Big Game lottery players checked over their tickets Tuesday night after the winning numbers were drawn for the $325 million jackpot: 7, 10, 25, 26 and 27. The Big Money Ball number was 23.

Lottery officials were expected to announce early Wednesday whether anyone won the big jackpot.

Would-be fatcats flocked to delis, grocery stores and gas stations in search of the big-money prize leading up to the 11:00 p.m. EST drawing. If it goes to one person, it will be the second-larget payout in U.S. lottery history. In 2000, two Big Game winners split $363 million.

"I'd retire. I'd buy a house and maybe a fishing boat," Darryl Hutchinson said as he prepared to buy 10 tickets at a gas station in Roanoke, Va.

The jackpot in the seven-state game played in Georgia, Illinois, Maryland, Massachusetts, Michigan, New Jersey, and Virginia climbed another $25 million Monday after strong sales over the weekend.

Vendors in the Chicago area told reporters earlier in the day the would-be millionaires were standing in line for as long as two hours for a chance to make their picks. But the wait could well be worth it.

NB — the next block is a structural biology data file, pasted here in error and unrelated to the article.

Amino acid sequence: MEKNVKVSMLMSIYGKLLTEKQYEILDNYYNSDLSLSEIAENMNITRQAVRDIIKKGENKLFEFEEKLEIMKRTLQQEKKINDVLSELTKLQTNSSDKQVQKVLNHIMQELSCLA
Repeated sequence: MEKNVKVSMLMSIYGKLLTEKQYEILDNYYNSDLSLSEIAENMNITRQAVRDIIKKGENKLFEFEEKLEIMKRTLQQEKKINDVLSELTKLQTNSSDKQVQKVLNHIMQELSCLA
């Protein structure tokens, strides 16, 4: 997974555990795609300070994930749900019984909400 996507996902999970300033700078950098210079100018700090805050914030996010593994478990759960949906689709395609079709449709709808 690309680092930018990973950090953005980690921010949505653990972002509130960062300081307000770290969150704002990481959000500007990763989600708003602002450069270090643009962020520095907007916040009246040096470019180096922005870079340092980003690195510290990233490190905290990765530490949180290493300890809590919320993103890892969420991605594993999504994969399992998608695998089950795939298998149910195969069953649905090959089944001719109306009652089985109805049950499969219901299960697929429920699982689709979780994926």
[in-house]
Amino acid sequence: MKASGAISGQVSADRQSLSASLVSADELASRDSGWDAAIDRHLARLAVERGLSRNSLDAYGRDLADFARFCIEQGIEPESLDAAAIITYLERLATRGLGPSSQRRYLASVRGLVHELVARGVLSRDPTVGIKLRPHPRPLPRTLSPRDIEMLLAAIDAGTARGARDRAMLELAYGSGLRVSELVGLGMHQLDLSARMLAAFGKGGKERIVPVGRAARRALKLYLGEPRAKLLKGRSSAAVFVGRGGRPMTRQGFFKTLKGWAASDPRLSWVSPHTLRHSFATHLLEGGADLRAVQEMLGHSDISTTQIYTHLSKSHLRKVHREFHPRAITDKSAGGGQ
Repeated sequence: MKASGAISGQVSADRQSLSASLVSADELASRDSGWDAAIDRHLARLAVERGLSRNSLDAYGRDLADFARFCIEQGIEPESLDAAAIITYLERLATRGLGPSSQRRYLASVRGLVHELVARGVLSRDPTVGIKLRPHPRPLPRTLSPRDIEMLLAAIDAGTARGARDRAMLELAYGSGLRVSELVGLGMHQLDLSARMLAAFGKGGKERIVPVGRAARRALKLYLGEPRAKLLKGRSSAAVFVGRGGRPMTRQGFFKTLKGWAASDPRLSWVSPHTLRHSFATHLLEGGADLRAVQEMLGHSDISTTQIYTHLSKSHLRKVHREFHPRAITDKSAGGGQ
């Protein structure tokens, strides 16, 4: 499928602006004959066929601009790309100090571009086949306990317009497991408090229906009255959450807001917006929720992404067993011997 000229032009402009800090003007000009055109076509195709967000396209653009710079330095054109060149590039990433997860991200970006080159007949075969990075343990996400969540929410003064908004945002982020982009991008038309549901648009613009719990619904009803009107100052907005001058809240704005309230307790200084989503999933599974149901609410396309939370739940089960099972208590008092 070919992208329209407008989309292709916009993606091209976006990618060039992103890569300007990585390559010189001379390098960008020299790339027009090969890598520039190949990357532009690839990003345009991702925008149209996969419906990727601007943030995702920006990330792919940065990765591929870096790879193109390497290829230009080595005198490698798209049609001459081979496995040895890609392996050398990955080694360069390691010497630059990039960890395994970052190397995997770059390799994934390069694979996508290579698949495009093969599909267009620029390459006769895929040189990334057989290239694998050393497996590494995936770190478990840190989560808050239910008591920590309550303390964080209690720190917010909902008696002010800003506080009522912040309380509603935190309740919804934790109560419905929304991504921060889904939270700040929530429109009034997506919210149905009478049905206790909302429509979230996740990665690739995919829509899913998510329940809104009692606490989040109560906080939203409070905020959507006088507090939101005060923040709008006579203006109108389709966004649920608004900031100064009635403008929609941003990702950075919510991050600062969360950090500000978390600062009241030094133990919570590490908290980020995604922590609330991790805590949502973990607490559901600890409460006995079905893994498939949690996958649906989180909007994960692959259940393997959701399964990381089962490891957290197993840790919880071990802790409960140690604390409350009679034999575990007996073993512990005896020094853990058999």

A single winner could take the cash over 26 years or accept a one-time $174 million payout — with at least one-third of that taken out for taxes, of course. Players must pick the payout option when buying the ticket.

The odds of winning are 1 in 76 million. And those are long odds. A dreamer looking to win Big Game lottery is 16 times more likely to get killed driving to the gas station to buy a ticket.

It's also thousands of times more likely the Earth will be destroyed by a meteorite than that one of Hutchinson's tickets will be a winner, according to probability expert Les Krantz. And a person's chance of being hit by lightning in a lifetime is 1 in 9,100 — more than 8,000 times more likely than being the next Big Game winner, Krantz said.

But those figures didn't deter Glenn Gosselin, who reasoned that you have to play to have any chance of winning at all. He bought a ticket at Neighborhood Food Store in Springfield, Mass., where the Big Game line wound from the cash register to the door.

"If you don't have a ticket, your odds drop to zero," he said.

Still, eighteen drawings in a row have been held without anyone hitting the jackpot, just an indication of just how long those odds are.

"It's greed. Greed clouds good judgment," Krantz said.

Naturally, he'd bought a ticket too.

The Associated Press contributed to this report.